Thursday, August 10, 2006

SECOND VERSE, AS GOOD AS THE FIRST

Posted on Thu, Aug 10, 2006 at 4:00 AM

The Sound of No Hands Clapping
Publishing House: Da Capo/Perseus
WorkNameSort: Sound of No Hands Clapping, The

Unless you're a first-person prodigy along the lines of Mark Twain or David Sedaris, is there any reason to have published TWO memoirs by the age 42? Exceptions can be made for those reared by paraplegic kangaroos, but being ambitious and British hardly seems enough cause for a $24 book. Or so you might think.

A few more reasons to dislike Toby Young, author of The Sound of No Hands Clapping: He's as vapid and fame-famished as the cast of a thousand Real Worlds. The critical eye he capably turns on pop culture, love and marriage is looking out the window when it comes to examining his insatiable desire for recognition.

In How to Lose Friends and Alienate People, Young fell (hard) from a seemingly enviable journalistic perch at Vanity Fair magazine, where he upset celebrities and editor Graydon Carter in equal measure. Years later, married and returned to his native London, his gaze remains fixed on America, this time on the Hollywood film business. Contracted by what he assures us is a Very Powerful Hollywood Producer ' name withheld for legal reasons ' Young busies himself adapting a book about a legendary disco-era record producer into a screenplay. Only it never really takes, and, at the risk of being reductive, drama ensues.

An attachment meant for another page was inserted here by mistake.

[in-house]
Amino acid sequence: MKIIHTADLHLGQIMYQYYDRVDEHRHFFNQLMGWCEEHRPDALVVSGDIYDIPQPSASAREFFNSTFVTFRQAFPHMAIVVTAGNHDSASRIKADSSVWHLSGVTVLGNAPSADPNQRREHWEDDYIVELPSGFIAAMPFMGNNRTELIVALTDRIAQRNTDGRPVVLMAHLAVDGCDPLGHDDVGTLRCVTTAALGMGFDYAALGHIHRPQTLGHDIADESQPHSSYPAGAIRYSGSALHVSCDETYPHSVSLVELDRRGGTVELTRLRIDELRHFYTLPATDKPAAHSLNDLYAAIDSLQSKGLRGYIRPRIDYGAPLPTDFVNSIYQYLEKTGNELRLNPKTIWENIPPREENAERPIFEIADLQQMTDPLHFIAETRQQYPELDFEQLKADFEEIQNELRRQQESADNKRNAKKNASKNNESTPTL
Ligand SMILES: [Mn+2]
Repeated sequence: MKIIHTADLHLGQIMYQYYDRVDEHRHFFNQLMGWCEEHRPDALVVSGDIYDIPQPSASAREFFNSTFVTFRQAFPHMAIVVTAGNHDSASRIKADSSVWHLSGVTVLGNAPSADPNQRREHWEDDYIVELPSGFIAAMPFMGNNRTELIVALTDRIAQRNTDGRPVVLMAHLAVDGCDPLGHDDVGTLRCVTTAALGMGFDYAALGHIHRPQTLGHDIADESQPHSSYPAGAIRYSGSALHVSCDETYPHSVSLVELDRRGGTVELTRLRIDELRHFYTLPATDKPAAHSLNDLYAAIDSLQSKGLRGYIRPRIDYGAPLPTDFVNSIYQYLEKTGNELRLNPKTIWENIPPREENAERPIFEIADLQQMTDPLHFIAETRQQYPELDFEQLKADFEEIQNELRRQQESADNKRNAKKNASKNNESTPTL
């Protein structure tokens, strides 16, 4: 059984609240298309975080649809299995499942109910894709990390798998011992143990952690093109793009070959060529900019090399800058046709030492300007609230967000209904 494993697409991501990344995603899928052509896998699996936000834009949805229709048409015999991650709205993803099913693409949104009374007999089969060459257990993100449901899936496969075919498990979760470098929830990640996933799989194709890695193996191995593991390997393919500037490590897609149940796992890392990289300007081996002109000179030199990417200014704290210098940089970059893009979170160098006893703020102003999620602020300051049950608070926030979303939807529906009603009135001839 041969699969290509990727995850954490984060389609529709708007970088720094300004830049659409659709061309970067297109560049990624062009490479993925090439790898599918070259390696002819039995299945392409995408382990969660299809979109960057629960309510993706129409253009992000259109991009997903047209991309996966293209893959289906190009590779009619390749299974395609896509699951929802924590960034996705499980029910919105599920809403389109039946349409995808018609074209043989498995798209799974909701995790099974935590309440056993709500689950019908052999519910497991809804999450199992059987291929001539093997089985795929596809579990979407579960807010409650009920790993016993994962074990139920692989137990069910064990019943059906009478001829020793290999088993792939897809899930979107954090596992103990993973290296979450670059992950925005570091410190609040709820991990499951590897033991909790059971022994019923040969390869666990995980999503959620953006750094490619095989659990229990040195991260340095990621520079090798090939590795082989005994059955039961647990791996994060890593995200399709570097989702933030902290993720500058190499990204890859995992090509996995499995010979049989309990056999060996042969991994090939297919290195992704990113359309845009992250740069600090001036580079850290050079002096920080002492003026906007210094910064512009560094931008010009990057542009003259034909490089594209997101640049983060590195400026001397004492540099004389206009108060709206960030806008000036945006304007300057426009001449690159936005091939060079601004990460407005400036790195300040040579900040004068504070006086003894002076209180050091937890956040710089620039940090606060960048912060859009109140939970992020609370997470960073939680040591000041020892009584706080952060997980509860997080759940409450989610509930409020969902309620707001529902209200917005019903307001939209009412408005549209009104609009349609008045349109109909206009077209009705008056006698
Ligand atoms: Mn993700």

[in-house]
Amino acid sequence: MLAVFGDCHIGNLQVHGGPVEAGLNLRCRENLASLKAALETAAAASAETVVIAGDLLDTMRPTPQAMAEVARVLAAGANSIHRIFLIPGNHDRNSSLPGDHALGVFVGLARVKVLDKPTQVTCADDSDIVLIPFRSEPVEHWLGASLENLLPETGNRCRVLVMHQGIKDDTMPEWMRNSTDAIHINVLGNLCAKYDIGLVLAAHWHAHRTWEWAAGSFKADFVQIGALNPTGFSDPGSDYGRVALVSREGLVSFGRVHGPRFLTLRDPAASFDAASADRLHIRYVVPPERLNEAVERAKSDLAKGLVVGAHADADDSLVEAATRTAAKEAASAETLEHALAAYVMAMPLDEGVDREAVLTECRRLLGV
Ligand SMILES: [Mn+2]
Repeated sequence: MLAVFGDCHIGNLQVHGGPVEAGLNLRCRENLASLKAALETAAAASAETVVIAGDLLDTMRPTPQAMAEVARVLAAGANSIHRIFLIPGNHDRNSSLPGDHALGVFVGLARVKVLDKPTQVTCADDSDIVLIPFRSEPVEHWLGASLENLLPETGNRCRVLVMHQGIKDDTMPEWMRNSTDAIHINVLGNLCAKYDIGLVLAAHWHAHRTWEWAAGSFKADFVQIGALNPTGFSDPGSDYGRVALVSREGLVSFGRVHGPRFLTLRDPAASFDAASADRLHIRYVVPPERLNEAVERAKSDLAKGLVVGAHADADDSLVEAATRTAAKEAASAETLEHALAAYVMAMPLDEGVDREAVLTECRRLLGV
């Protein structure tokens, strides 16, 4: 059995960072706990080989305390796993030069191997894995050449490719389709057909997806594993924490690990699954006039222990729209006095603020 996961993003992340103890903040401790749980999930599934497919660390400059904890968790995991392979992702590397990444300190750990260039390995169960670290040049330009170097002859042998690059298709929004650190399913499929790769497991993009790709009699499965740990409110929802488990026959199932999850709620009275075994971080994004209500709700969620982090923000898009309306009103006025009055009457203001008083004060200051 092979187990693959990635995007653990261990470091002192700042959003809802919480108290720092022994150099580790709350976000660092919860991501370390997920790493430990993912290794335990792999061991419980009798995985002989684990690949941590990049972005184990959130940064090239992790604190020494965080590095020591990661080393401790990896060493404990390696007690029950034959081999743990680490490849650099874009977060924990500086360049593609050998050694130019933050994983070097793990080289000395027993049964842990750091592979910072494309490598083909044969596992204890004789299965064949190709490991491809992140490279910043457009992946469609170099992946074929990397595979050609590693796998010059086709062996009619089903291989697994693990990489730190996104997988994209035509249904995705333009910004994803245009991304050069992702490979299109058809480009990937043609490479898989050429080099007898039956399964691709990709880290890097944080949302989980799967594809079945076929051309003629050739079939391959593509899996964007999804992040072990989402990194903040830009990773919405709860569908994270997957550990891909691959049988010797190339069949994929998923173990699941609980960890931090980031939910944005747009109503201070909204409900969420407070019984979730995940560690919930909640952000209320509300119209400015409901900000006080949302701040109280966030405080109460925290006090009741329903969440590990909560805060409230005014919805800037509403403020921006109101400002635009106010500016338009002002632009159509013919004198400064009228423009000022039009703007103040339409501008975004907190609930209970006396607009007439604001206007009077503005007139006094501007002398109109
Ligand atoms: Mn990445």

At the same time, Young has become a father and, oddly enough, an actor while holding down a day job he admits to being totally unqualified for: theater critic. None of this is exciting, mind you, but the thing about Young is that despite all the reasons to dislike him, he is genuinely funny and charming.

The Sound is hardly a book without problems. Young's self-deprecation grows suspect due to the preternatural frequency of his buffoonery. In short, he puts his foot in mouth so often he might as well brush his teeth with Kiwi polish.

Maybe it's because Americans instinctively put British folk on a pedestal of erudition that it's such a relief to find one who, however book-smart, is an absolute social imbecile. In his first memoir, an exasperated Graydon Carter tells Young he's 'like a British person born in New Jersey.â?� It's a slight from on high, though it's not entirely untrue. Young couldn't buy couth in a Greenwich country club with a fistful of Vanderbilt zygotes. But thank goodness for that, because it's what makes his memoirs work. He's a tacky Brit in a country that hasn't heard of such a thing. If only more British people were born in the Garden State.

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